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Ask The Lawyer

Posted by: tdt -

“Is there anything I can do to stop being harassed by a service provider that I don’t even want?”

    Question:  I keep getting the same call over and over from a telemarketer for satellite service.  The message is electronic and not actually a person.  In order to delete my voicemail from my phone I have to actually listen to the entire message.  The problem is that the message just keeps going on and on and on and the voice mail doesn’t reach an end.  Then I end up not being able to receive voicemail that I actually want, like from my friends.  Is there anything I can do to stop being harassed by a service provider that I don’t even want?

    Answer:  The use of telecommunications in Texas is governed by the Texas Business and Commerce Code and includes telephone solicitation practices.  Anyone or entity that uses telephone service to solicit business within Texas must abide by the statutes found with that Code (TBCC).

    The statute defines a “consumer telephone call” as an unsolicited call made to a residential telephone number by a telephone solicitor to solicit a sale of a consumer good or service, solicit an extension of credit for a consumer good or service or obtain information that may be used to directly solicit a sale of a consumer good or service or to extend credit for the sale.  A “telephone solicitor” is a person who makes or causes to be made a consumer telephone call.  Consumer telephone calls include calls made by an automated dial-announcing device.

    Telephone solicitors are prohibited from making consumer telephone calls to a consumer unless the telephone solicitor immediately identifies himself or herself by name and the name of the business.  A person may not use an automated dial announcing device to make a telephone call in which the device plays a recorded message when the connection is completed, unless the device disconnects from the called person’s line not later than five seconds after the call is terminated by either party.  If the device cannot disconnect during that period, a live operator must introduce the call and receive the called person’s oral consent before beginning a prerecorded or synthesized voice message.

    Additional problems related to telemarketers include fraud, scams, identify theft, bogus charity solicitation, government impersonators, stock tips, cheap vacation offers, foreclosure rescue offers, jailhouse scams and jury duty threats to name a few.   Surprisingly, scammers are not afraid to leave electronic pre-recorded messages.  Receiving messages that interrupt the normal use of one’s answering machine or voice mail clearly violates the statute.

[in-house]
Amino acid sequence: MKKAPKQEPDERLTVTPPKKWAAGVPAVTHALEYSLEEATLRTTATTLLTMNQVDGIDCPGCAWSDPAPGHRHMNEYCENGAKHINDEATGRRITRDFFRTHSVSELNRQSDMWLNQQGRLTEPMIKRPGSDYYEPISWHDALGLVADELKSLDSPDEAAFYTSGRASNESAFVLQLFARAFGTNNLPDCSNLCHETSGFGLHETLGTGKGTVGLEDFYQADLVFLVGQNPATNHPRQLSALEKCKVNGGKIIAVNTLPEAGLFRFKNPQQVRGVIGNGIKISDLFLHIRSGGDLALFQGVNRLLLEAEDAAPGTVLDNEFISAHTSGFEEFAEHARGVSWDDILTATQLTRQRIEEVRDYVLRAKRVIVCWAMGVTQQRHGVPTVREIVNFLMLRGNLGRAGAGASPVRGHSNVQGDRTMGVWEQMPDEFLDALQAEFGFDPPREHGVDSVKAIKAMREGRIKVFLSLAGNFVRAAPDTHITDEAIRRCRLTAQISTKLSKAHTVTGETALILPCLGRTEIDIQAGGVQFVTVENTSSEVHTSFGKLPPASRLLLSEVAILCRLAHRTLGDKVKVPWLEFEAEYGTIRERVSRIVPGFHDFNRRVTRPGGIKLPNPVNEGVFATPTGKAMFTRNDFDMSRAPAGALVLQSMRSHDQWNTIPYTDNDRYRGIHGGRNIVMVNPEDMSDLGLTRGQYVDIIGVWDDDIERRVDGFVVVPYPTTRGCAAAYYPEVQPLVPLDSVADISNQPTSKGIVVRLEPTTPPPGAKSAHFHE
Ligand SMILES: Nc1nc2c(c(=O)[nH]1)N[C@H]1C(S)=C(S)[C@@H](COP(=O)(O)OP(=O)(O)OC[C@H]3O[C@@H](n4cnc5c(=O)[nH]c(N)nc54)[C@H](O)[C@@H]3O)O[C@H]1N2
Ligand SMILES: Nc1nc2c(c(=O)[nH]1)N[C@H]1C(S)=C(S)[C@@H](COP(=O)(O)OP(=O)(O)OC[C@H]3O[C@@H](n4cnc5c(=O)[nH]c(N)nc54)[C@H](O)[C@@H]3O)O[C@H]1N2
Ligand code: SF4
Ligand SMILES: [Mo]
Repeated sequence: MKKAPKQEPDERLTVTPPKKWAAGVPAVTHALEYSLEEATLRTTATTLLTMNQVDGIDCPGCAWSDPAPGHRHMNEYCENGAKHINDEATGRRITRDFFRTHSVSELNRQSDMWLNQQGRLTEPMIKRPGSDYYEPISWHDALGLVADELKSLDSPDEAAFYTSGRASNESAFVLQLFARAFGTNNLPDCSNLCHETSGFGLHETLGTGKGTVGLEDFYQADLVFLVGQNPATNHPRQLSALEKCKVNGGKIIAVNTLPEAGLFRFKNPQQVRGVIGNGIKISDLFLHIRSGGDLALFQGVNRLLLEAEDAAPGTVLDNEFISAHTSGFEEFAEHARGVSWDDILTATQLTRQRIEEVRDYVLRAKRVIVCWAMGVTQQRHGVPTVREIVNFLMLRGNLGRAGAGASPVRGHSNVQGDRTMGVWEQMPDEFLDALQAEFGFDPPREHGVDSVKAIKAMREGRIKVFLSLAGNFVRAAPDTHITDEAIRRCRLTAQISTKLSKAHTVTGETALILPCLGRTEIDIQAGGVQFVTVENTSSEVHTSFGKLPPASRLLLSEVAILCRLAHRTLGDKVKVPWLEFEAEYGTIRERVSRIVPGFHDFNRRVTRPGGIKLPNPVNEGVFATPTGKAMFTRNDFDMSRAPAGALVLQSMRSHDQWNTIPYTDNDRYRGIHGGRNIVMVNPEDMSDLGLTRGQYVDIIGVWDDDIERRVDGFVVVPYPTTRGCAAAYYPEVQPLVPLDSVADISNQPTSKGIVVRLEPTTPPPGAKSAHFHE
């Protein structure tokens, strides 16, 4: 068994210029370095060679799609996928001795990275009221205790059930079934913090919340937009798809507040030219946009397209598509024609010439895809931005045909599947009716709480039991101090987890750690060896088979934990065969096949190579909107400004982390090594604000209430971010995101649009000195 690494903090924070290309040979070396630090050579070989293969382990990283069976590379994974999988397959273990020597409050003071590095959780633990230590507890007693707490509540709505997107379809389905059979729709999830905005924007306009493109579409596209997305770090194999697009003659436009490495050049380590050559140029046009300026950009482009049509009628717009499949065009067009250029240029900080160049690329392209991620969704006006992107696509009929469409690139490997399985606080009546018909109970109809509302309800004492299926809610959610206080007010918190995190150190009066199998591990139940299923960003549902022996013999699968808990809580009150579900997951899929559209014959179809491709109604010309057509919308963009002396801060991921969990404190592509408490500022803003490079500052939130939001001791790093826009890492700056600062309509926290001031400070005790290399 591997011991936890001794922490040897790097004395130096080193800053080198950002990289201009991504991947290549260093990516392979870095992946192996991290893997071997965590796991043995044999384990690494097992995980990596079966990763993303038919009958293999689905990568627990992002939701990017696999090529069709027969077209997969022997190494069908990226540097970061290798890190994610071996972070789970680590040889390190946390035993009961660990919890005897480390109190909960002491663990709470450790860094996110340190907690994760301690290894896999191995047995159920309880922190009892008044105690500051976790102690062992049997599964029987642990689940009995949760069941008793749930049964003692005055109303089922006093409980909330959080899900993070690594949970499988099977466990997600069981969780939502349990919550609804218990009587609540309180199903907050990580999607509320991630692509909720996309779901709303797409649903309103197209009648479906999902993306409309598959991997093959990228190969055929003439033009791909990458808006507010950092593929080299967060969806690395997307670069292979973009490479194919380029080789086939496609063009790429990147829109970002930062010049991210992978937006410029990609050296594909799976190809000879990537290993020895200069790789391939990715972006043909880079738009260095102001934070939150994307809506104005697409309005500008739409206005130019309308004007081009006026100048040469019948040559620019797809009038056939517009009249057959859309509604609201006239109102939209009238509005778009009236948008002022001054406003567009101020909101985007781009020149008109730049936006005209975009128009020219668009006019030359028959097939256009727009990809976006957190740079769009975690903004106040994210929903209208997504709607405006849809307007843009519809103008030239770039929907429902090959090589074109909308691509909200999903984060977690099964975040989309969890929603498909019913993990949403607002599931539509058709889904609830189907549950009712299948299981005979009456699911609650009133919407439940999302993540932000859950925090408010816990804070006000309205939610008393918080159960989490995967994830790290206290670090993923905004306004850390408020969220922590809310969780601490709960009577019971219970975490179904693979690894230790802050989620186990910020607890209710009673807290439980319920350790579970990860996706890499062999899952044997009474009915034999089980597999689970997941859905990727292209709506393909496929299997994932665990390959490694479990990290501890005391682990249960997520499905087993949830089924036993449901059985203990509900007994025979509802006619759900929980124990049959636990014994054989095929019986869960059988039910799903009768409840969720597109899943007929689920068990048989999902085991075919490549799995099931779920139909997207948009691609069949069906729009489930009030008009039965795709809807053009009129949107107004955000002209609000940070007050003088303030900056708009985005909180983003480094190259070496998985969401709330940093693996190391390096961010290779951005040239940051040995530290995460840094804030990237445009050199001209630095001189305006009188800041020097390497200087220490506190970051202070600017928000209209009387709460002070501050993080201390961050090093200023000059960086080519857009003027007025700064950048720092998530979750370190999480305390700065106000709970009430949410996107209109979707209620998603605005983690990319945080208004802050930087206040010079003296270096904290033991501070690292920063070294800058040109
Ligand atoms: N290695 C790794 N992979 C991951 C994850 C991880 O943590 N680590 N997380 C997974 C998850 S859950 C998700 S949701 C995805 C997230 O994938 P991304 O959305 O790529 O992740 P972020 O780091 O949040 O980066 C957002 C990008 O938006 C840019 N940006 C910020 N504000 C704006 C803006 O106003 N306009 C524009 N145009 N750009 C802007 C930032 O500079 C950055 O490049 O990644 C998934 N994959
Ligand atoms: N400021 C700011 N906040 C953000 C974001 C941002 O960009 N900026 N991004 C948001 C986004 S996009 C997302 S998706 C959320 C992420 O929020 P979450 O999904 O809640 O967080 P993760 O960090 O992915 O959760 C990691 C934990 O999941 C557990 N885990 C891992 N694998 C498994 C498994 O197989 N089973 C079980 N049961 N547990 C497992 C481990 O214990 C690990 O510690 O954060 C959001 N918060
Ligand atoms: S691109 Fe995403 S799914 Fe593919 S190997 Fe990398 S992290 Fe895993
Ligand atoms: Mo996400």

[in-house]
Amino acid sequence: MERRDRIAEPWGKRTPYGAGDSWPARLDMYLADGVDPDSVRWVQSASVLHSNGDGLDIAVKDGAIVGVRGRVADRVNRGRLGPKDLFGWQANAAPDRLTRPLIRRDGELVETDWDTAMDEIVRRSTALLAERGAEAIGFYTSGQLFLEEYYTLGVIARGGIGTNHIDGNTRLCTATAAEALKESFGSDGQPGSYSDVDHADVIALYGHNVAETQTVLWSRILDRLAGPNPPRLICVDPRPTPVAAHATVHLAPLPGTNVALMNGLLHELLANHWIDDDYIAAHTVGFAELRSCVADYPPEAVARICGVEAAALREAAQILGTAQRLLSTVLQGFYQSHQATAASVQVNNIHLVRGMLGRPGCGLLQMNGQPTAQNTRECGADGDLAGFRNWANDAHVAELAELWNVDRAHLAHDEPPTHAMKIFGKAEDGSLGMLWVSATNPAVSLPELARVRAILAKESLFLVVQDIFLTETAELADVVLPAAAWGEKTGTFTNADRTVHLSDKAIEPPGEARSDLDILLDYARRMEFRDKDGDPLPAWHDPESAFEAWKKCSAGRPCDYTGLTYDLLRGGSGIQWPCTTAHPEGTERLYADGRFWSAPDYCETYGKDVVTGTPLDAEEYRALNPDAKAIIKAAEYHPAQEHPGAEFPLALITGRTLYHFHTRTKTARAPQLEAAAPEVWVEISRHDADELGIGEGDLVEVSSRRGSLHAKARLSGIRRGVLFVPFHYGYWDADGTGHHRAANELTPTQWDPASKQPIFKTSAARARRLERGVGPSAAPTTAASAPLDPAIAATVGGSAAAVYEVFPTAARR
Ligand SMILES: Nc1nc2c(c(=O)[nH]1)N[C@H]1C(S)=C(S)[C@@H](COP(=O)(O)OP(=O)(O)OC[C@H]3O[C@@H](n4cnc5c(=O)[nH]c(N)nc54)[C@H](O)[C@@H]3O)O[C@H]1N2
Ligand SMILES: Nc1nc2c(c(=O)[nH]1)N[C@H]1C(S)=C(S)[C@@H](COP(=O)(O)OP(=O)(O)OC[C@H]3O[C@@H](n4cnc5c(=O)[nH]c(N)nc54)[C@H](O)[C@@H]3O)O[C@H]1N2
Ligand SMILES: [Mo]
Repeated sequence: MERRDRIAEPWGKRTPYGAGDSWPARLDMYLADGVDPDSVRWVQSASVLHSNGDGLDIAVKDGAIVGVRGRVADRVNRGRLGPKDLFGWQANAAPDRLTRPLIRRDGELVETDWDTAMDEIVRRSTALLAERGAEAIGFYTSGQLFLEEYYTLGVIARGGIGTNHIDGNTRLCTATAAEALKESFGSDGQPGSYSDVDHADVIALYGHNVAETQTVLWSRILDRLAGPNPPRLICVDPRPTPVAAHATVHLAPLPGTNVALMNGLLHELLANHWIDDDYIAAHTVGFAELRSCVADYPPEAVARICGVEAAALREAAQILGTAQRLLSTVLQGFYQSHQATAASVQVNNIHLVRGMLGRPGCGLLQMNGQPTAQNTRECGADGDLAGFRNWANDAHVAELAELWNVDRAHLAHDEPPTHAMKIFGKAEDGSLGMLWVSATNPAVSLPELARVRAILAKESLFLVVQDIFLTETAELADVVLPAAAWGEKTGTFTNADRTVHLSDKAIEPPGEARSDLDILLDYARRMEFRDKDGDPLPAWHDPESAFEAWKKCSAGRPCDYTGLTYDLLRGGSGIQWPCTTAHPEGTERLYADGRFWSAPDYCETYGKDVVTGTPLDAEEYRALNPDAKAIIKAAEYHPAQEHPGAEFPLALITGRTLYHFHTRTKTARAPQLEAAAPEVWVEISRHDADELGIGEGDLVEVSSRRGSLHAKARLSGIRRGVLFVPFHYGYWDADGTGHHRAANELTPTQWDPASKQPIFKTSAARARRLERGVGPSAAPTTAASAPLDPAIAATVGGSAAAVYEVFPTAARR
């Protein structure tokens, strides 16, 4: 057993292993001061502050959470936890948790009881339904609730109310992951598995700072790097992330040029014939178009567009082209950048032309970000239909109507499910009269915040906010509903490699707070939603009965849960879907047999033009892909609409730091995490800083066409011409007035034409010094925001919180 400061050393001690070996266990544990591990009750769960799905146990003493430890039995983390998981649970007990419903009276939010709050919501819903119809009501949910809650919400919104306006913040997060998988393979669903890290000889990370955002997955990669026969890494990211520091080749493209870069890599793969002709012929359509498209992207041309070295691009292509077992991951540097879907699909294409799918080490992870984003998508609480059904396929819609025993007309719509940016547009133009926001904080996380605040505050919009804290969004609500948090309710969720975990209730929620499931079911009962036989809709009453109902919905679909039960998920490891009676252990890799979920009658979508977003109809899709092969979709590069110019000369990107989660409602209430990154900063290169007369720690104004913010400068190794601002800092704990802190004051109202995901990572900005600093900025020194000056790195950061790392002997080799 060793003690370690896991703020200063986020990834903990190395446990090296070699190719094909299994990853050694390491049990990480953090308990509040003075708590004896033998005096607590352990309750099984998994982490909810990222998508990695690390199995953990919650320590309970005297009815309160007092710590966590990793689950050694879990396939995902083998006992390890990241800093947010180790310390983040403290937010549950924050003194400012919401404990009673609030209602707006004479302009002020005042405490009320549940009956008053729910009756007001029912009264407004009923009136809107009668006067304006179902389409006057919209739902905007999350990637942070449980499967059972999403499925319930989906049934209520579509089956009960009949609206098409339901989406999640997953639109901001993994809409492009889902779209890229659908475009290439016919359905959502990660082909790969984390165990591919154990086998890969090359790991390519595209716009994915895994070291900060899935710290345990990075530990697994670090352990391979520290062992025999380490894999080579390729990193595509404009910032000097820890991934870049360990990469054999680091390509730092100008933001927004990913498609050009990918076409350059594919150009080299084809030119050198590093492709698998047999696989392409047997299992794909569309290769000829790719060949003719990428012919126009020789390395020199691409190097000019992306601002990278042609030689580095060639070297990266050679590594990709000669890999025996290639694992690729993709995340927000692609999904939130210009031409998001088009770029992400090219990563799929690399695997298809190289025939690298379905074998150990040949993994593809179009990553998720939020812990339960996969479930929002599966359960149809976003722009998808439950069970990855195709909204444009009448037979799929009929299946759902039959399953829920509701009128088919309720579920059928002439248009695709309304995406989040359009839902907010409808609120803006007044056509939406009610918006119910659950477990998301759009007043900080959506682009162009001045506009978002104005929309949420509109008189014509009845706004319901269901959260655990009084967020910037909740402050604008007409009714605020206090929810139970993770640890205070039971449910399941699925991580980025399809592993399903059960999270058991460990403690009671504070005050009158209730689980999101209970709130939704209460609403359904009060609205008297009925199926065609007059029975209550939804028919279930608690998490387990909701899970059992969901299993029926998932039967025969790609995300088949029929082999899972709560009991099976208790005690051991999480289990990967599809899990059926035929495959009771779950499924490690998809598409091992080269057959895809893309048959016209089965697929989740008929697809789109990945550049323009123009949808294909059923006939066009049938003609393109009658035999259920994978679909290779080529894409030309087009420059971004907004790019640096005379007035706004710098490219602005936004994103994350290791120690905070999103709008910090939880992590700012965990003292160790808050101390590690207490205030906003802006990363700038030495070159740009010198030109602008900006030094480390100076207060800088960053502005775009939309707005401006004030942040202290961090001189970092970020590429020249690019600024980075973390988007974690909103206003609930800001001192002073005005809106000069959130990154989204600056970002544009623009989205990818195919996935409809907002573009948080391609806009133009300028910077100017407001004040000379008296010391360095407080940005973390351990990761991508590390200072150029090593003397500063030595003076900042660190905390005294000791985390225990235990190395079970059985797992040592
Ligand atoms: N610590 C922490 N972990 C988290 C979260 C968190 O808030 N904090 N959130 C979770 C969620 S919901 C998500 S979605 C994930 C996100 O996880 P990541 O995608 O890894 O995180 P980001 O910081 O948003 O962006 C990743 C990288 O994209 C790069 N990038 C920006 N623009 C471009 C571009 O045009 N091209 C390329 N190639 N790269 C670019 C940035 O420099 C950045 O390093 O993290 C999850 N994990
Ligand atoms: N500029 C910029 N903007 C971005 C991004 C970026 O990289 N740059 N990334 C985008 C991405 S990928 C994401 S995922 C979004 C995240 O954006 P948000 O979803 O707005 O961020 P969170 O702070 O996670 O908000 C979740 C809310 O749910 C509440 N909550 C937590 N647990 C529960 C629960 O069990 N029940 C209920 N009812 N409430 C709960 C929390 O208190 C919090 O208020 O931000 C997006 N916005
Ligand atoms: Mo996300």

The Office of the Attorney General of the State of Texas is charged with the responsibility of enforcing the provisions of the TBCC relating to telephone solicitation and they must investigate any complaints relating to violations of the statute.  The power that the OAG has is great.  They may petition a district court for a temporary restraining order to restrain a continuing violation of the statute.  A district court, on petition of the OAG and on finding that a person is violating the statute, may issue an injunction prohibiting the person from continuing the violation or grant any other injunctive relief warranted by the facts.  

    Anyone who knowingly violates the statute is liable for a civil penalty of not more than $10,000 for each violation.  Further, the OAG may seek restitution and petition a district court for the assessment of a civil penalty.  The person who is injured by the acts of the telemarketer may also bring their own petition before a district court for recovery of damages and may include their attorney’s fees.

    Any call received by an individual within the state of Texas that is suspect may be reported to the OAG.  Local law enforcement agencies do not normally investigate telephone solicitation.  Filing a complaint with the OAG may be done online.  The OAG’s consumer website also has other helpful information about how consumers may protect themselves against fraudulent telemarketing.  Visit for more information.

    This article is meant for informational purposes only and not as a substitute for sound legal advice.  Please direct questions to Ask the Lawyer at on Facebook:  The Dalhart Texan, Amarillo network.